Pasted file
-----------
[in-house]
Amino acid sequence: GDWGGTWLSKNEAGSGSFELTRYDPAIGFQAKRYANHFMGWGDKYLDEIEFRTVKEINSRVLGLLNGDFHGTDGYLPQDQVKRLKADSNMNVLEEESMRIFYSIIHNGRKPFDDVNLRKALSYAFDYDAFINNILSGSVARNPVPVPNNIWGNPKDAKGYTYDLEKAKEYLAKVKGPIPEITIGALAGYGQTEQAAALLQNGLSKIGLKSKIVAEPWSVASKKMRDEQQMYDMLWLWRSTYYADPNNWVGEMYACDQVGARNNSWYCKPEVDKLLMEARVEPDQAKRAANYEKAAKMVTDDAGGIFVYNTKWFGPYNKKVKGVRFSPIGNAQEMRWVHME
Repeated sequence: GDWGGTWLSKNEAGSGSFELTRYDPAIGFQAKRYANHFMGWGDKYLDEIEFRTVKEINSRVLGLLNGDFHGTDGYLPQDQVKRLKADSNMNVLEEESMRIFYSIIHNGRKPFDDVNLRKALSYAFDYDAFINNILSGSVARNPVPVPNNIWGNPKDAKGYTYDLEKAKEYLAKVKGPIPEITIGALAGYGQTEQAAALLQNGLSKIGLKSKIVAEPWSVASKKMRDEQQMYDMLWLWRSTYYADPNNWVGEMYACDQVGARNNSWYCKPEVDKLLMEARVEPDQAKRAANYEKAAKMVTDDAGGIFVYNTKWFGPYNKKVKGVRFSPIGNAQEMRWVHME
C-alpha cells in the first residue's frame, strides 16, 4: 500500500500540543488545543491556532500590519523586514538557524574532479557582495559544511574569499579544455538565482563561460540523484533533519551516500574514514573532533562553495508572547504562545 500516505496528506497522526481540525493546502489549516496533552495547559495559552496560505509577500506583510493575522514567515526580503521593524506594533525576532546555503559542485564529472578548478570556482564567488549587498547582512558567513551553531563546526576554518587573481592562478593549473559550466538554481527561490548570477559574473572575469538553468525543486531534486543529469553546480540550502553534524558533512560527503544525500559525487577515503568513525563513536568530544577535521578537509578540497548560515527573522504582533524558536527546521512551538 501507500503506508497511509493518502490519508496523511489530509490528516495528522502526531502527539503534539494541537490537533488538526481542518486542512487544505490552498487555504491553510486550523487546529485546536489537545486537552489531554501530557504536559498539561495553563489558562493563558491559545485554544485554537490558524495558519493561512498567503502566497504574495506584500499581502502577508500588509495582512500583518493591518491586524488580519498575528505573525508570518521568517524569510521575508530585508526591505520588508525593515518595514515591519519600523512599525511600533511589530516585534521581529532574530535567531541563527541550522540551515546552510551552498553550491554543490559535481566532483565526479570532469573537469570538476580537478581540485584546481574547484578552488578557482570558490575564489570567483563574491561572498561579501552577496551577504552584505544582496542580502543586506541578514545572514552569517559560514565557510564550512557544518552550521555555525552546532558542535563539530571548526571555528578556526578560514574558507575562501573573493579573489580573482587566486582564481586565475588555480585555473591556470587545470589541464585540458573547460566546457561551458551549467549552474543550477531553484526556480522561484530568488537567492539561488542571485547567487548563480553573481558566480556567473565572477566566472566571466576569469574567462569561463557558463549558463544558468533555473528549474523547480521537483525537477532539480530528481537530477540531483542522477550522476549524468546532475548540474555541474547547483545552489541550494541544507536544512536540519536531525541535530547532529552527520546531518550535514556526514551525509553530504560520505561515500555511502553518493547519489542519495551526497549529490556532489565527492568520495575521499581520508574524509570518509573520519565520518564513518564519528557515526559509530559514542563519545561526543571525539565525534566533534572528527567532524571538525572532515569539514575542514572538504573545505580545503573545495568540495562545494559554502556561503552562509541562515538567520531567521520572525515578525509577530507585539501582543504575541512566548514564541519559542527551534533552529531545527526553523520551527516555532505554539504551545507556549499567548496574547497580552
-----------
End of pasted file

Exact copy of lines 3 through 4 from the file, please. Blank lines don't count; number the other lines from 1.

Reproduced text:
Repeated sequence: GDWGGTWLSKNEAGSGSFELTRYDPAIGFQAKRYANHFMGWGDKYLDEIEFRTVKEINSRVLGLLNGDFHGTDGYLPQDQVKRLKADSNMNVLEEESMRIFYSIIHNGRKPFDDVNLRKALSYAFDYDAFINNILSGSVARNPVPVPNNIWGNPKDAKGYTYDLEKAKEYLAKVKGPIPEITIGALAGYGQTEQAAALLQNGLSKIGLKSKIVAEPWSVASKKMRDEQQMYDMLWLWRSTYYADPNNWVGEMYACDQVGARNNSWYCKPEVDKLLMEARVEPDQAKRAANYEKAAKMVTDDAGGIFVYNTKWFGPYNKKVKGVRFSPIGNAQEMRWVHME
C-alpha cells in the first residue's frame, strides 16, 4: 500500500500540543488545543491556532500590519523586514538557524574532479557582495559544511574569499579544455538565482563561460540523484533533519551516500574514514573532533562553495508572547504562545 500516505496528506497522526481540525493546502489549516496533552495547559495559552496560505509577500506583510493575522514567515526580503521593524506594533525576532546555503559542485564529472578548478570556482564567488549587498547582512558567513551553531563546526576554518587573481592562478593549473559550466538554481527561490548570477559574473572575469538553468525543486531534486543529469553546480540550502553534524558533512560527503544525500559525487577515503568513525563513536568530544577535521578537509578540497548560515527573522504582533524558536527546521512551538 501507500503506508497511509493518502490519508496523511489530509490528516495528522502526531502527539503534539494541537490537533488538526481542518486542512487544505490552498487555504491553510486550523487546529485546536489537545486537552489531554501530557504536559498539561495553563489558562493563558491559545485554544485554537490558524495558519493561512498567503502566497504574495506584500499581502502577508500588509495582512500583518493591518491586524488580519498575528505573525508570518521568517524569510521575508530585508526591505520588508525593515518595514515591519519600523512599525511600533511589530516585534521581529532574530535567531541563527541550522540551515546552510551552498553550491554543490559535481566532483565526479570532469573537469570538476580537478581540485584546481574547484578552488578557482570558490575564489570567483563574491561572498561579501552577496551577504552584505544582496542580502543586506541578514545572514552569517559560514565557510564550512557544518552550521555555525552546532558542535563539530571548526571555528578556526578560514574558507575562501573573493579573489580573482587566486582564481586565475588555480585555473591556470587545470589541464585540458573547460566546457561551458551549467549552474543550477531553484526556480522561484530568488537567492539561488542571485547567487548563480553573481558566480556567473565572477566566472566571466576569469574567462569561463557558463549558463544558468533555473528549474523547480521537483525537477532539480530528481537530477540531483542522477550522476549524468546532475548540474555541474547547483545552489541550494541544507536544512536540519536531525541535530547532529552527520546531518550535514556526514551525509553530504560520505561515500555511502553518493547519489542519495551526497549529490556532489565527492568520495575521499581520508574524509570518509573520519565520518564513518564519528557515526559509530559514542563519545561526543571525539565525534566533534572528527567532524571538525572532515569539514575542514572538504573545505580545503573545495568540495562545494559554502556561503552562509541562515538567520531567521520572525515578525509577530507585539501582543504575541512566548514564541519559542527551534533552529531545527526553523520551527516555532505554539504551545507556549499567548496574547497580552